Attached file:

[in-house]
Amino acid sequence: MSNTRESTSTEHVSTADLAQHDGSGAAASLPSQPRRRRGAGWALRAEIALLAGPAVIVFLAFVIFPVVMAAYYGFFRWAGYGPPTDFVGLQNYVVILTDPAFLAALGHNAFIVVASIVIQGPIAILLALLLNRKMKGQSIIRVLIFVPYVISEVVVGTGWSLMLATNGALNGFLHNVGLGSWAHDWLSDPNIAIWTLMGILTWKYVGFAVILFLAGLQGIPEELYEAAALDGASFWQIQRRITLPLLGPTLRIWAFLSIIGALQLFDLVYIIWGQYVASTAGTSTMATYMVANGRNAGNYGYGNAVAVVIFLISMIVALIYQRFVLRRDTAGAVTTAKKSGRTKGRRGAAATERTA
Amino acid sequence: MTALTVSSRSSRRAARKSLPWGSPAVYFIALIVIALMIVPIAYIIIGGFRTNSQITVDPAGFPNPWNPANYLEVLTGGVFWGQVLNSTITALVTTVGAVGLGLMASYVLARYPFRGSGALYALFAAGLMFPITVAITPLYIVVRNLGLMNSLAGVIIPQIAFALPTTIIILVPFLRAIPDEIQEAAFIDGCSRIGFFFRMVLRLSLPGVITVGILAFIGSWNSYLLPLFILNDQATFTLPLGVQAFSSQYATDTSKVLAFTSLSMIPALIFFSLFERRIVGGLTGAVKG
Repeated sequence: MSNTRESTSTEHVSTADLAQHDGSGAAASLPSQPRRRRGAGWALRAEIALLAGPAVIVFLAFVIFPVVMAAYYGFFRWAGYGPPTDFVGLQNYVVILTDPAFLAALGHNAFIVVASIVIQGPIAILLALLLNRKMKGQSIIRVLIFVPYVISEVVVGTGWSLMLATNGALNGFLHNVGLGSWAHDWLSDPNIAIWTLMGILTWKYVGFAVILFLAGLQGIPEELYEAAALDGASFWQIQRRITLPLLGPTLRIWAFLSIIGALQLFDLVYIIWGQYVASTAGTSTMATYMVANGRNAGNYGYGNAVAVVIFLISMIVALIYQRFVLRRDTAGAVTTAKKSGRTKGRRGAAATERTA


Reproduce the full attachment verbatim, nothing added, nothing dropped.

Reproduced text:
[in-house]
Amino acid sequence: MSNTRESTSTEHVSTADLAQHDGSGAAASLPSQPRRRRGAGWALRAEIALLAGPAVIVFLAFVIFPVVMAAYYGFFRWAGYGPPTDFVGLQNYVVILTDPAFLAALGHNAFIVVASIVIQGPIAILLALLLNRKMKGQSIIRVLIFVPYVISEVVVGTGWSLMLATNGALNGFLHNVGLGSWAHDWLSDPNIAIWTLMGILTWKYVGFAVILFLAGLQGIPEELYEAAALDGASFWQIQRRITLPLLGPTLRIWAFLSIIGALQLFDLVYIIWGQYVASTAGTSTMATYMVANGRNAGNYGYGNAVAVVIFLISMIVALIYQRFVLRRDTAGAVTTAKKSGRTKGRRGAAATERTA
Amino acid sequence: MTALTVSSRSSRRAARKSLPWGSPAVYFIALIVIALMIVPIAYIIIGGFRTNSQITVDPAGFPNPWNPANYLEVLTGGVFWGQVLNSTITALVTTVGAVGLGLMASYVLARYPFRGSGALYALFAAGLMFPITVAITPLYIVVRNLGLMNSLAGVIIPQIAFALPTTIIILVPFLRAIPDEIQEAAFIDGCSRIGFFFRMVLRLSLPGVITVGILAFIGSWNSYLLPLFILNDQATFTLPLGVQAFSSQYATDTSKVLAFTSLSMIPALIFFSLFERRIVGGLTGAVKG
Repeated sequence: MSNTRESTSTEHVSTADLAQHDGSGAAASLPSQPRRRRGAGWALRAEIALLAGPAVIVFLAFVIFPVVMAAYYGFFRWAGYGPPTDFVGLQNYVVILTDPAFLAALGHNAFIVVASIVIQGPIAILLALLLNRKMKGQSIIRVLIFVPYVISEVVVGTGWSLMLATNGALNGFLHNVGLGSWAHDWLSDPNIAIWTLMGILTWKYVGFAVILFLAGLQGIPEELYEAAALDGASFWQIQRRITLPLLGPTLRIWAFLSIIGALQLFDLVYIIWGQYVASTAGTSTMATYMVANGRNAGNYGYGNAVAVVIFLISMIVALIYQRFVLRRDTAGAVTTAKKSGRTKGRRGAAATERTA